senior research professor of biblical interpretation, Wycliffe College, University of Toronto
Reading this book is like feasting on a banquet of many courses. With consummate skill Bartholomew weaves together theology, philosophy, history, and exegesis, demonstrating convincingly that biblical interpretation attains its end only when Scripture is heard in faith as God's address. This book will undoubtedly be a landmark in hermeneutics for many years to come.
associate professor of Sacred Scripture, Sacred Heart Major Seminary
Introducing Biblical Hermeneutics is a triumph. Craig Bartholomew provides a clear and gripping account of what it means to hear Scripture as God's Word. On this view the Bible is not primarily an object of study to be dissected but a dynamic force that shapes our living and thinking. God speaks to us through Scripture, and we are changed people. However, this is no anti-intellectual rejection of the life of reason. Rather, Bartholomew shows how biblical hermeneutics can shape and renew scholarly work at the highest levels, including the study of the Bible itself.
-C. Stephen Evans,
University Professor of Philosophy and Humanities, Baylor University; professorial fellow, Institute for Religion and Critical Inquiry, Australian Catholic University
The interpretation of the Bible has been held captive by methodological reason in the context of the academy for the past few centuries in both the liberal and evangelical traditions. Certainly, there have been great gains. However, these have come at great cost. Interpretative practices have often been separated from a careful and prayerful listening for God's address. Believing that rigorous scholarship and an attentive listening to the Spirit belong together, Craig Bartholomew repositions the insights of hermeneutical reflection squarely within the larger context of listening to what the Spirit is saying to the churches. The question at every point is, how does this hermeneutical approach deepen our listening for God's address? This is a hermeneutical approach I wish I had been taught early in my theological education.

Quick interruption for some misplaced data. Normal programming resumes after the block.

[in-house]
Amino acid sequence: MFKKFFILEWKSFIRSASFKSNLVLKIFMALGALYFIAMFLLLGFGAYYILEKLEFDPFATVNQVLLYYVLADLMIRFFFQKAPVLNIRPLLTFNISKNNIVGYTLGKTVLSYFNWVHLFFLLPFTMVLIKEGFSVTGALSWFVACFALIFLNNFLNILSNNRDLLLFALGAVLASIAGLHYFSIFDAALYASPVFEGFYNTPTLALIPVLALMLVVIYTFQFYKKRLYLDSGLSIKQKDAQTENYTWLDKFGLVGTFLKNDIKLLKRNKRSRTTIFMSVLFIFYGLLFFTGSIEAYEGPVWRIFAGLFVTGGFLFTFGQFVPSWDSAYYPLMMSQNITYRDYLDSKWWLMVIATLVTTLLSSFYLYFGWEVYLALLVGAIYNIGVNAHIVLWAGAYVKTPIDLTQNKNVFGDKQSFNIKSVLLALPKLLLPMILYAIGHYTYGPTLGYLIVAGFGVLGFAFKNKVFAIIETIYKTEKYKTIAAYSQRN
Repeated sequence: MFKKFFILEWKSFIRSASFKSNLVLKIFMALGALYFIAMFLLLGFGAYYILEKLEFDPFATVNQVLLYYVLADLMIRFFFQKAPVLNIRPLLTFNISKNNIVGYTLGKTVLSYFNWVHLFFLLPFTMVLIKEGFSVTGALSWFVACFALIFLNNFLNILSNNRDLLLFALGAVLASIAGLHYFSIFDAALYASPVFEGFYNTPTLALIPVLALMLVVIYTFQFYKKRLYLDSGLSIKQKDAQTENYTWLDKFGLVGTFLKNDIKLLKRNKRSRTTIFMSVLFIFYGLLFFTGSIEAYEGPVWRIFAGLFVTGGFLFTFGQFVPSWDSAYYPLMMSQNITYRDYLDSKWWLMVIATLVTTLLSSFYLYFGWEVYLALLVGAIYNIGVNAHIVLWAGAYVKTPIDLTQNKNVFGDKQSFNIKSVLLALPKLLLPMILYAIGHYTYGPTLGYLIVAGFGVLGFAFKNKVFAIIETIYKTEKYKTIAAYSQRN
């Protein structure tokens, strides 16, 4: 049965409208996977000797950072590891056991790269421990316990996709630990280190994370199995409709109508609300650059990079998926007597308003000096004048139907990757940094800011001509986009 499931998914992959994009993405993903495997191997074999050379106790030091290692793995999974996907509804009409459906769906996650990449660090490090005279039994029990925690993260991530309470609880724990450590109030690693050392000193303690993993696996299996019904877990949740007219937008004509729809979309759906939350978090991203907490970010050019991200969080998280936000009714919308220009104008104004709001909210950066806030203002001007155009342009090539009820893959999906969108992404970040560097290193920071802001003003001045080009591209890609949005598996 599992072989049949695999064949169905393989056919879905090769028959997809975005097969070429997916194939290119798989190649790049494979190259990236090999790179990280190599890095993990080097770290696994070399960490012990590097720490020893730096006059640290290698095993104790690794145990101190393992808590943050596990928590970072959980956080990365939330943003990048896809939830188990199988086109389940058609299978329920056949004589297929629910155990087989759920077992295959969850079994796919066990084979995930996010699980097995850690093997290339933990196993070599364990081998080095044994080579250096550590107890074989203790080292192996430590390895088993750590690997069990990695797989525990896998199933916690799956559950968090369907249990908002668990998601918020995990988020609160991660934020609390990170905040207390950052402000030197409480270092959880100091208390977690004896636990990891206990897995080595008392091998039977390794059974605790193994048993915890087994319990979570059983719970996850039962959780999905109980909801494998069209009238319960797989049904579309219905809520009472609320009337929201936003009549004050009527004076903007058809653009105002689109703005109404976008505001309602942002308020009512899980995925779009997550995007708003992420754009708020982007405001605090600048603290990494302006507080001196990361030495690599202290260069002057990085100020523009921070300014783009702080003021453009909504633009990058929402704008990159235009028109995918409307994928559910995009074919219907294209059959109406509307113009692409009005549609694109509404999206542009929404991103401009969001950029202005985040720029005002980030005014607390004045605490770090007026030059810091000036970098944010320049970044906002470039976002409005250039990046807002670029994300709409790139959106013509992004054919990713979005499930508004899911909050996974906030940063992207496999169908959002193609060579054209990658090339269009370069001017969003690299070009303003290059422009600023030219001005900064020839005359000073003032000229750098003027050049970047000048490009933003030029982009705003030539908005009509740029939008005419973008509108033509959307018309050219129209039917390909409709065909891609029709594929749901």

-Michael W. Goheen,
director of theological education and scholar in residence, Missional Training Center-Phoenix
A magisterial textbook, but much more than a textbook. Every aspect of biblical hermeneutics is thoroughly explored in a readable, engaging, and stimulating manner. The real joy of the book, however, lies in the subtitle: 'for hearing God in Scripture.' This transforms the hermeneutical task from an exercise between a reader and an object (the Bible) to an encounter between a listener and a person (God). The former requires good and proper methods, tools, and wisdom, all of which matter greatly. The latter calls for response, faith, repentance, and obedience, all of which matter even more. Bartholomew not only explains both dimensions but also models them again and again. From the subtitle on the opening page, we move in a fitting way to the closing chapter on preaching the Bible. For if the ecclesial context of authentic biblical hermeneutics is crucial, then the church needs to know again the story we are in, which requires renewed commitment to preaching the whole counsel of God from the whole canon of Scripture. This book provides ample resources for just such a challenge.
-Christopher J. H. Wright,